Fresh Easter music that glorifies God, edifies the saints, and proclaims the gospel.

What cantata shall we do this Easter?” is an almost annual question in churches. Cantatas are instant programs, constituting a complete concert within an average evening service. A good cantata achieves two major goals: spiritually it leads the congregation in worship, and provides a musical means of edification and evangelism; technically it can give a choir mired in routine material routinely performed a renewed sense of challenge and achievement.

Since most church music ministries operate with limited financial resources, expenditures for new music must be made with great care. Any cantata chosen should be not only of sufficient worth to merit later repeat performances, but also allow extraction of individual selections.

Unfortunately, too often the musical values of a work are subservient to production techniques. For example, quality of performance is frequently sacrificed to achieve some arbitrary, unusual choral formation. Promotion is sometimes directed toward surface, rather than service, considerations, making the appeal more of a public relations effort than genuine ministry. Such excesses have frequently resulted in disappointed and frustrated choirs and directors, who feel they have been manipulated for the sake of either profit or promotion.

In the past few years, a number of compositions have appeared which have stood well above the rest. All of the works here reviewed merit subsequent performances, provide material for general usage, and have a strong worship and musical impact upon people.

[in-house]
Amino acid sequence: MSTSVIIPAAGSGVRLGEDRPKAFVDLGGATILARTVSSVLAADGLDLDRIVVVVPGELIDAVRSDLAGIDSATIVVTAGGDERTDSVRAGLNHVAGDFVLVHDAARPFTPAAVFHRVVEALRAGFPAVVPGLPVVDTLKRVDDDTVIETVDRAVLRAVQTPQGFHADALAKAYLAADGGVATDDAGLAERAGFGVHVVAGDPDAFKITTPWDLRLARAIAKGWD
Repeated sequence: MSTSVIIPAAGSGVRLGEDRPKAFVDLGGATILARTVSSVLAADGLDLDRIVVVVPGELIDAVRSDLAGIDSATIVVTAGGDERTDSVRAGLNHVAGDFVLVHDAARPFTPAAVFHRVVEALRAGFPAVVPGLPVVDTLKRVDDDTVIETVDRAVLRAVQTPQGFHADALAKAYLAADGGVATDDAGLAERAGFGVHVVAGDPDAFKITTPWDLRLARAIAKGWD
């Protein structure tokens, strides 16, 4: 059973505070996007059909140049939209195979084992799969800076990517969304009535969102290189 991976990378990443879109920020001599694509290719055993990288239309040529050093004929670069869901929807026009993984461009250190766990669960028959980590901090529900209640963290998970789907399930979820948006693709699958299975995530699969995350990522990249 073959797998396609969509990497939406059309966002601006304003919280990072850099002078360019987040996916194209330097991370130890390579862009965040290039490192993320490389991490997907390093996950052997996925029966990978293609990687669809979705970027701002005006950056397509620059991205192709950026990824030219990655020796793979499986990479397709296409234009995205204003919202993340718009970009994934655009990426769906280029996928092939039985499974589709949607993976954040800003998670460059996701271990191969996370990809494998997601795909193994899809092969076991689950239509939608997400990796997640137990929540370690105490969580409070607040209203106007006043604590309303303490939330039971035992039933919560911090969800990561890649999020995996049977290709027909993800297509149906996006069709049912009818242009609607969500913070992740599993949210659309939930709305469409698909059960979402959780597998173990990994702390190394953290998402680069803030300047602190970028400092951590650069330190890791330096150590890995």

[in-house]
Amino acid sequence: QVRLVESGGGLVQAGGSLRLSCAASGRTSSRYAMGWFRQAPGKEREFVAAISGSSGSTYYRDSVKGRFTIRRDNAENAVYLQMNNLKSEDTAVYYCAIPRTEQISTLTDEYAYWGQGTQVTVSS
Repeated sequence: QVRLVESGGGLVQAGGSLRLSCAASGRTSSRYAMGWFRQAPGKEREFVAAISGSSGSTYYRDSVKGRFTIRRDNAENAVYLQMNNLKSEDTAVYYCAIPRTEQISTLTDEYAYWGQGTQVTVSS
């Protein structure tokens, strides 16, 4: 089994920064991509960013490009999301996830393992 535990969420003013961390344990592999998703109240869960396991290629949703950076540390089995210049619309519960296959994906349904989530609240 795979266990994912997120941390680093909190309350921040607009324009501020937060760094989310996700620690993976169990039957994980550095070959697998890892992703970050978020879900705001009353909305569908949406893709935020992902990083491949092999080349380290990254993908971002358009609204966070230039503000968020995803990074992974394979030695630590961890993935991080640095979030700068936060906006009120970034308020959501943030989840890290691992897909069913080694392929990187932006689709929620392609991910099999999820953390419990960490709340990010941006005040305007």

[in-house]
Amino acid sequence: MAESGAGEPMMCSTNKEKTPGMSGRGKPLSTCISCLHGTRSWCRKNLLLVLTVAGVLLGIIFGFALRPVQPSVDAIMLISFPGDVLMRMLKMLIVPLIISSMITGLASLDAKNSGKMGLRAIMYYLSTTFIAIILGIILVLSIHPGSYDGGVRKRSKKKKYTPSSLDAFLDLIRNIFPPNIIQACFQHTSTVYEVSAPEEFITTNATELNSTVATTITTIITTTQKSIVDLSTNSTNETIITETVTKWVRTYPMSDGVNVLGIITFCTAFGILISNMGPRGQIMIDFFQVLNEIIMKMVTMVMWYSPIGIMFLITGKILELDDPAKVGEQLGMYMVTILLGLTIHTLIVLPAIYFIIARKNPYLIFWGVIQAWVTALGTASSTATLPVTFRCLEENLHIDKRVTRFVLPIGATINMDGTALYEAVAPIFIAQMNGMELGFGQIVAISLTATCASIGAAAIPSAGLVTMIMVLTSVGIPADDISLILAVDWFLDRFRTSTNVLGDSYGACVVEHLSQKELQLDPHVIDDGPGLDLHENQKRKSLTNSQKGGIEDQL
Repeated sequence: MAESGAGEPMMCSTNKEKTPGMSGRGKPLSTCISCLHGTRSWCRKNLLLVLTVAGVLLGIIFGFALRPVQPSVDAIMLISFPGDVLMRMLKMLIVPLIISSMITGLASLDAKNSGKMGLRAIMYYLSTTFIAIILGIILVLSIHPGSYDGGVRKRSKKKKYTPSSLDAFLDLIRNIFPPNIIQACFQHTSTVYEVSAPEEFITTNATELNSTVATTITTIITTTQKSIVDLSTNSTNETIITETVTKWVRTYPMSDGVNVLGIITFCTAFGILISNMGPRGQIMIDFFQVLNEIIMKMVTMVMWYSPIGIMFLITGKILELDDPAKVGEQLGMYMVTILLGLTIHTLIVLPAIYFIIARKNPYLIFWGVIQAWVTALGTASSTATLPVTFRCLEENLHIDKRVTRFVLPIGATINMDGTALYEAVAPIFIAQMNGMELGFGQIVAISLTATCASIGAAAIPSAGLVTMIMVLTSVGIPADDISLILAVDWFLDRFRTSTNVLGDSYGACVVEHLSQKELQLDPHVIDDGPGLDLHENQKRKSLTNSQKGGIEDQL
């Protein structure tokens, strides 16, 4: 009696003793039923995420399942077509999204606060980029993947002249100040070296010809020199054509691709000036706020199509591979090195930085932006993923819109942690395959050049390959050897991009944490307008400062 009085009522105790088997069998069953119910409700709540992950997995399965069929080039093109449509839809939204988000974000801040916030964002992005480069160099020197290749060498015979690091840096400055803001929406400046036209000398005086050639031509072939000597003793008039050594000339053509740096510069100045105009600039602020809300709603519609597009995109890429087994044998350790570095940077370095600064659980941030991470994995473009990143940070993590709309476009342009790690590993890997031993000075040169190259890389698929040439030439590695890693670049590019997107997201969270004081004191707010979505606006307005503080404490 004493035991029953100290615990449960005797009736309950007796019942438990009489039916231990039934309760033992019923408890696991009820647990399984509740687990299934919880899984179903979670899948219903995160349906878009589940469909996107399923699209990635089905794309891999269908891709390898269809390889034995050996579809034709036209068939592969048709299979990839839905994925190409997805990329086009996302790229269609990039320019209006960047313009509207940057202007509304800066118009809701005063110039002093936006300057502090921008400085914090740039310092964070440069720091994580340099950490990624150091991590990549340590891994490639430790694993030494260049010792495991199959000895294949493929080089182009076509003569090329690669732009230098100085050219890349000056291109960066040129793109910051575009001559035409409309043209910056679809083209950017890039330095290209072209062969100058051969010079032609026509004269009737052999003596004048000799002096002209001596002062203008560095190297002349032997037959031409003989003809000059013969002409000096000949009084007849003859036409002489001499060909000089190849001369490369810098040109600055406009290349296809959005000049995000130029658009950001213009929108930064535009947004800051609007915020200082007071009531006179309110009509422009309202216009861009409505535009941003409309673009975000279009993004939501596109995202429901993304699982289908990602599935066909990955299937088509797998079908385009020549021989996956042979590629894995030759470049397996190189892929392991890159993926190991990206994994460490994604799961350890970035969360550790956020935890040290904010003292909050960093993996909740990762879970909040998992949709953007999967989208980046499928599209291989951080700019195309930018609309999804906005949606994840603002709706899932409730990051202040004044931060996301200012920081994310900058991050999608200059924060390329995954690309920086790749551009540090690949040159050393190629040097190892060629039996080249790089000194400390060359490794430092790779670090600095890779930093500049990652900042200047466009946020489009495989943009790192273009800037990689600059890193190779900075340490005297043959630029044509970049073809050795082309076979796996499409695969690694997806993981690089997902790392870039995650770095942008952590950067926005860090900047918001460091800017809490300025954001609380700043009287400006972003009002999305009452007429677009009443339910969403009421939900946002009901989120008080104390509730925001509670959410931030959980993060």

One of the finest recent Easter cantatas, and a rich worship experience, is Worthy Is the Lamb, by Don Wyrtzen, Lynne and Phil Brower (Zondervan). The death and resurrection of the Lamb of God is tied in with the story of a young Israelite boy who must kill his pet lamb for the first Passover. This moving cantata uses two narrators, one of whom portrays the mother of the grief-stricken lad, and has an especially exciting section on the Resurrection. Two selections are very effective with congregational participation: “Praise Be to the Father” and “I’ll Praise Your Name. Lord.”

Robert Russell Bennett, one of America’s acknowledged master arrangers, has composed a three-movement suite. The Easter Story (Lawson-Gould). Written in much the same style as his very popular Christmas suites, it weaves together many traditional Easter selections, and is most effective with full symphony orchestra.

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The name of John W. Peterson has long been associated with new seasonal cantatas. In my opinion, his best is The Last Week (Zondervan), a day-by-day musical description of the main events from Palm Sunday to Easter. The setting of Isaiah 53:1–6, “He Was Wounded,” may well be his finest single choral composition and is equally effective at a Communion service or as a general anthem. In addition to the cantata’s solid scriptural treatment and lyrical melodic style, there are some truly dramatic moments, including a representation of the Crucifixion that retains a sense of awe and reverance while avoiding vague sentimentalism. Another cantata, written in much the same style and also following the day-by-day idea, is Rodger Strader’s Then Came Sunday (Good Life). The lengthy initial narration requires a strong and interesting voice. It is well arranged and orchestrated by Bob Krogstad.

We Have Seen the Lord, by Claude Bass (Word), tells the Easter story from the perspectives of those who saw the risen Savior. It is in a more classical style than most recent publications. Kurt Kaiser’s Just for You (Word), has several appropriate excerpts for Easter, particularly the central trilogy on the Crucifixion. “In His Love and In His Pity” is an especially haunting reflection on the depth of the love of Christ, with an insistent challenge to personal response. These excerpts have just been published in a separate extract.